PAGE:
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MetFilm School London Undergraduate Open Day

Metfilm School

Duncan Currie on Master’s Project & Locations role for BBC’s ‘Vigil’

By Elise Czyzowska

06 June 2023

Each year, we invite our students to watch their Graduation Project on the big screen as part of a final Celebration Screening, which gives them the opportunity to celebrate their hard work, and to see what the rest of their cohort has been up to as well. Back in April, the line-up included Stable, a three-part web series produced by MA Film & Television Production Graduate Duncan Currie.

Just three days after screening his work, Duncan was off to work on his next industry job, joining the Locations Team for Vigil, a BBC drama following the fallout after a sailor is found dead on the submarine HMS Vigil. From the makers of Line of Duty, the show stars Suranne Jones (Doctor FosterCoronation Street) and Rose Leslie (Game of Thrones).

In today’s blog, we spoke to Duncan about how he’s finding the role of Locations Assistant, the qualities he looks for in a Location Team, and of course, the making of his Graduation Project.

How are you finding your role as Locations Assistant on the upcoming season of BBC’s Vigil?

I’m really enjoying it! As much as I miss student sets, it’s great to be part of a real working crew, and to continue learning on the job. The scale is just so much bigger, and it’s really exciting to be able to work with and learn from people who have years of experience.

It’s also a great feeling to work on something that you know is going to be watched by millions!

How has the distinct style of Vigil influenced your location search?

I’ve not been as involved with the scouting of the project, since I joined just before the shoot itself began. However, scouting is a job I’ve done before, and I would say that it’s all about coming at it from both a creative, and a practical standpoint.

A location is only perfect if you can get all the people and gear to it, and it can be really disheartening when somewhere looks great, but just doesn’t work practically. But the perfect location is always out there – and there’s no better feeling than finding it!


Across your career, you’ve worked in a number of roles within Location Teams. What do you think is the most important quality for someone in this department?

A good work ethic. You work insane hours, and often get landed with some of the worst jobs on set (don’t get me started on bins and toilets!), so it’s important that you can be a good team player, and someone who is able to stay positive.

You started work on Vigil just days after attending your Celebration Screening. Can you tell us about your Master’s Project?

For my final project, I produced Stable, a three-part web series that follows four people who escape from a clinical trial gone wrong, but who begin to doubt their decision when they find they’re highly contagious.

We were able to secure a working farm to shoot on, and, having seen our Work-In-Progress version on the big screen during our Celebration Screening, I think that location really elevated the project.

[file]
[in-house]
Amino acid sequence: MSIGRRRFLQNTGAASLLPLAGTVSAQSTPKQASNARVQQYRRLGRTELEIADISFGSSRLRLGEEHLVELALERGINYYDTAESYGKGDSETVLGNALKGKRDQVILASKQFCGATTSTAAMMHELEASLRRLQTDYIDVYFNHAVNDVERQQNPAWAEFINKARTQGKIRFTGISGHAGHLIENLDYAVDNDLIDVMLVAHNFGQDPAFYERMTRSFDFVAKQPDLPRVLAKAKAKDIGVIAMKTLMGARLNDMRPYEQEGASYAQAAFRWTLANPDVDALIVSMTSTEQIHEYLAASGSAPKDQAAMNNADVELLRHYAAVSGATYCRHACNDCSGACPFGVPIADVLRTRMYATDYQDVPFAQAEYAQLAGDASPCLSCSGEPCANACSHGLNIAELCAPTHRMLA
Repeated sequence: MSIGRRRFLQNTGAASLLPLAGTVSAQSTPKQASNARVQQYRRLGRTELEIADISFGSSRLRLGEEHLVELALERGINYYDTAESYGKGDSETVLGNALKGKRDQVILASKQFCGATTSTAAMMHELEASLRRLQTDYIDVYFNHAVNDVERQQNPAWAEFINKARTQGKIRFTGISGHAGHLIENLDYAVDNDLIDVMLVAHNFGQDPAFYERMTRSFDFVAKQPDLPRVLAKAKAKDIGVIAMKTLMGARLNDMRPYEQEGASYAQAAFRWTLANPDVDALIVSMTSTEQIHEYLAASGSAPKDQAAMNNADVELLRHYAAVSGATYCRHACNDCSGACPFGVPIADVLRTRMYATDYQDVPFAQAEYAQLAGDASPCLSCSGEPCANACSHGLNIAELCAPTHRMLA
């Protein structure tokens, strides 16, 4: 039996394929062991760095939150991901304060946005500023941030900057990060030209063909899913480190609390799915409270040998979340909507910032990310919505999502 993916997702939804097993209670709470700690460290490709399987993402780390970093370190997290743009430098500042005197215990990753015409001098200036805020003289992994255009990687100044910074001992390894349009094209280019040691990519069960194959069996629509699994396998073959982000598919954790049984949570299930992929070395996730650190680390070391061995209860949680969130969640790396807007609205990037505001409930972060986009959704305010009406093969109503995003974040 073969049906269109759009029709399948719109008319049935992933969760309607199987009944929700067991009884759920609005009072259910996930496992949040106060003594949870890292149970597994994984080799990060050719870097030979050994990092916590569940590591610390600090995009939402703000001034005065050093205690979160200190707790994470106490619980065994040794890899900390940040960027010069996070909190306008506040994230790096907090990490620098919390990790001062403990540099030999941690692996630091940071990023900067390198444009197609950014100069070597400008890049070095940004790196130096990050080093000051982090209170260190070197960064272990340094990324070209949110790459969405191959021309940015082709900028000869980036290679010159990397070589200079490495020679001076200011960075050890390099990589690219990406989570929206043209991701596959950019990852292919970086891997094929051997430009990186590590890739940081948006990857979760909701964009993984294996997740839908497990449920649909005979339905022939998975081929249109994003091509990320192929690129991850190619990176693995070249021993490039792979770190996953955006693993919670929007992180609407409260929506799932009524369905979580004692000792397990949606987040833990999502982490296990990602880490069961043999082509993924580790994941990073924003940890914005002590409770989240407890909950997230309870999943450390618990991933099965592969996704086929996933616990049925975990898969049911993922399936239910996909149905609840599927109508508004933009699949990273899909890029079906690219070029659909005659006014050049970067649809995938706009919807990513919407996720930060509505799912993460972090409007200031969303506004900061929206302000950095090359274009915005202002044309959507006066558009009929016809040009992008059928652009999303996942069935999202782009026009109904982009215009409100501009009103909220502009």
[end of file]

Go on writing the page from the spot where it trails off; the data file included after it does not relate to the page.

We also ran an online crowdfunder which allowed us to double our budget, giving us the time and the money to do our idea justice. Managing a larger budget was a really good experience for me, and one that I’m sure will serve me well going forward in the industry.

Duncan Currie & Co. on set!

What did your Graduation Project teach you about yourself as a creative?

I think it taught me the importance of being ready for anything. Stable was by far the biggest project that I took on during the course, and with that scale came a whole host of unforeseen situations. For example, the farm that we worked on was still active while we were there, and our shoot was during a school holiday, meaning there were a lot of families out walking.

However, we managed to find solutions as a team, to ensure that the sense of isolation that we were trying to create was maintained.

As well as being prepared for anything, I think the number one thing that Stable cemented in me as a creative was the importance of a great team. I couldn’t have produced it without my coursemates or any of the external crew that we brought in, and our ability as a crew to trust each other to do our jobs properly was really vital in completing the project.

More generally, how did you enjoy your time at MetFilm School London?

I had a great time. It wasn’t without its stressful moments, but these have really prepared me for what it’s actually like in the industry.

It was great to have the chance to spend a year making films with people who have become true friends – it (almost) makes the essays worth it!


And finally, for those considering MA Film & Television Production, what would be your top piece of advice?

Collaborate with as many people as possible. You can’t do it on your own, and I have no doubts that the people I worked with for my Graduation Project will be lifelong collaborators. I’m already looking forward to creating more content with them the next time I’m in London.